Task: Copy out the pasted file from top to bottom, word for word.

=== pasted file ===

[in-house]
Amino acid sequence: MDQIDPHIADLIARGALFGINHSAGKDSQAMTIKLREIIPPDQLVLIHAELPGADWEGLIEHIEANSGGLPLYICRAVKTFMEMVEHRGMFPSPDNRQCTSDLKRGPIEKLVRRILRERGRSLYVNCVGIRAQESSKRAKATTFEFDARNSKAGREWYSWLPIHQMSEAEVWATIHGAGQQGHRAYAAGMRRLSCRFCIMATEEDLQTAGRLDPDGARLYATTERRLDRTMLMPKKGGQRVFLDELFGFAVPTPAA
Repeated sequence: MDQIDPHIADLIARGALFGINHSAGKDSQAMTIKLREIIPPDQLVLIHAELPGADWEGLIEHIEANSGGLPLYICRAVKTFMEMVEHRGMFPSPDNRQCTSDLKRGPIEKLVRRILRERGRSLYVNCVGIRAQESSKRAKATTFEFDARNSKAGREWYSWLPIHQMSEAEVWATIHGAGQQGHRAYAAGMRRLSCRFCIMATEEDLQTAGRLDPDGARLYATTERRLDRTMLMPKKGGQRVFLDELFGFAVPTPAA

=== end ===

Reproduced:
[in-house]
Amino acid sequence: MDQIDPHIADLIARGALFGINHSAGKDSQAMTIKLREIIPPDQLVLIHAELPGADWEGLIEHIEANSGGLPLYICRAVKTFMEMVEHRGMFPSPDNRQCTSDLKRGPIEKLVRRILRERGRSLYVNCVGIRAQESSKRAKATTFEFDARNSKAGREWYSWLPIHQMSEAEVWATIHGAGQQGHRAYAAGMRRLSCRFCIMATEEDLQTAGRLDPDGARLYATTERRLDRTMLMPKKGGQRVFLDELFGFAVPTPAA
Repeated sequence: MDQIDPHIADLIARGALFGINHSAGKDSQAMTIKLREIIPPDQLVLIHAELPGADWEGLIEHIEANSGGLPLYICRAVKTFMEMVEHRGMFPSPDNRQCTSDLKRGPIEKLVRRILRERGRSLYVNCVGIRAQESSKRAKATTFEFDARNSKAGREWYSWLPIHQMSEAEVWATIHGAGQQGHRAYAAGMRRLSCRFCIMATEEDLQTAGRLDPDGARLYATTERRLDRTMLMPKKGGQRVFLDELFGFAVPTPAA